Pitch 'sweating' delayed Sabina start
Jamaica Observer article.
KINGSTON, JAMAICA - Overnight moisture was the cause of wet spots on the Sabina Park batting surface which delayed the start of the opening day's play of the regional first-class game between Jamaica and Trinidad & Tobago by 30 minutes on Thursday.
The high-profile semi-final encounter was originally scheduled for a 10:00 am start, but match referee Denavon Hayles told the Jamaica Observer that the umpires Nigel Duguid and Gregory Brathwaite wanted to allow "a number of damp areas" on the pitch "to dry out".
Hayles said the dampness was due to "overnight sweating" beneath the sheets of covers that are intended to protect the entire batting square.
It is reported that there was no rain at the venue either Wednesday night or Thursday morning.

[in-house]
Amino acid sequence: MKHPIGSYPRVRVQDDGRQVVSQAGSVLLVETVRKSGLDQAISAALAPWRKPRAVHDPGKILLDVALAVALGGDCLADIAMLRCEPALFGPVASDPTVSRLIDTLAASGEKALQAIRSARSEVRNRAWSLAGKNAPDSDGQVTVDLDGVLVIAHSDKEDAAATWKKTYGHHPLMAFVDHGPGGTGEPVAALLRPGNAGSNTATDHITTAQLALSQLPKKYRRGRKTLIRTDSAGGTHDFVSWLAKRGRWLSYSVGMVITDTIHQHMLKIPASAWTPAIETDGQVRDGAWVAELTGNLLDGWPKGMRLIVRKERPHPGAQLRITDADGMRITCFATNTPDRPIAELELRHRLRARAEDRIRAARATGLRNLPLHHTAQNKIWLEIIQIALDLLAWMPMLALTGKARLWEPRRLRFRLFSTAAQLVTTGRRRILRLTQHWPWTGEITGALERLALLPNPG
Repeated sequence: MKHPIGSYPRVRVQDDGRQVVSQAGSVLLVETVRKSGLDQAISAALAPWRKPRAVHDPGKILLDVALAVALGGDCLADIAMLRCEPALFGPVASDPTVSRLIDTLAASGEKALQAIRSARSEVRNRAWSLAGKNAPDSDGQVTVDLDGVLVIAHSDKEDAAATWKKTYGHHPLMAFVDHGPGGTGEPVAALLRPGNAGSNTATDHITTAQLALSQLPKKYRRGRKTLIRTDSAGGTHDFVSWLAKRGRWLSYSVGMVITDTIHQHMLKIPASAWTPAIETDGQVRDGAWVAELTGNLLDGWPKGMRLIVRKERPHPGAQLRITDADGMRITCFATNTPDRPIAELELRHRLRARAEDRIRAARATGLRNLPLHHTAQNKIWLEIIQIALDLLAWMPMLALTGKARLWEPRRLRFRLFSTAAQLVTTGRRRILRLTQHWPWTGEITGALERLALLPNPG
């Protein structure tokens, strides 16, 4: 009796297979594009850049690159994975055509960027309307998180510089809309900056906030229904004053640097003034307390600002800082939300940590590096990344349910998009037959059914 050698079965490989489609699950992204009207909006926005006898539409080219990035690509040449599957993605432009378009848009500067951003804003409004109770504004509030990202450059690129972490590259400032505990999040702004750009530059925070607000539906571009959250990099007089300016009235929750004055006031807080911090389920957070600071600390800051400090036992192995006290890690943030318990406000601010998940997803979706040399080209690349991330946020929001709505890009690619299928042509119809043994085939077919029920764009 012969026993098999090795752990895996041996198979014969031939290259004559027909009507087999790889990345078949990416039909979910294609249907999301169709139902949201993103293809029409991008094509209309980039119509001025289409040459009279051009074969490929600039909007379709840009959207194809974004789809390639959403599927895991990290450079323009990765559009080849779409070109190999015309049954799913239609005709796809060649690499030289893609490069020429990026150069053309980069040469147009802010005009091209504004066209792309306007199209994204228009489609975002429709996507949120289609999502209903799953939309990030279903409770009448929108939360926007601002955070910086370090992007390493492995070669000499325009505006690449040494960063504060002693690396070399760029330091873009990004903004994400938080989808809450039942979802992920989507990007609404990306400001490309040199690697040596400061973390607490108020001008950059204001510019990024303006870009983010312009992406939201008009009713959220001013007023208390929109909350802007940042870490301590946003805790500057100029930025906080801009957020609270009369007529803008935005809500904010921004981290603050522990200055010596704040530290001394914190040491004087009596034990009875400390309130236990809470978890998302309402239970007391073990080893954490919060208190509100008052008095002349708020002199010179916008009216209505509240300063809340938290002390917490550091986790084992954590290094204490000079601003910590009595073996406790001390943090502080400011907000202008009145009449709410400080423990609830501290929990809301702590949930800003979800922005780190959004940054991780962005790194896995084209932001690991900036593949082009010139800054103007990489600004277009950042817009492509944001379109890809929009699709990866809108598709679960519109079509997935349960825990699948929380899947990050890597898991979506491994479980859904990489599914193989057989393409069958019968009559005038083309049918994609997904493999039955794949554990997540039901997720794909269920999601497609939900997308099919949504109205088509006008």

Sabina Park's interim pitch curator Oneil Cruickshank said the severity of the dampness would have been due to seepage through a breach in the lowest protective cover strip.
"I think the small covers could have a hole... and the sweating from the top piece (of protective cover) could have seeped through. Because of the heat (this time of year) there is more sweating... much more sweating now than previously," he explained on Thursday.
He added that the Jamaica Cricket Association (JCA) and Sabina Park Holdings could benefit from using special protective covers designed to allow sunlight penetration onto the pitch. These covers, he argued, would also lessen the ill effects from overnight moisture.
"I think translucent covers would be good in the Caribbean because they do the work as a cover should, plus you can have the sunlight actually coming through even when it is covered. With these (the ones being used now) sunlight can't get through," he said.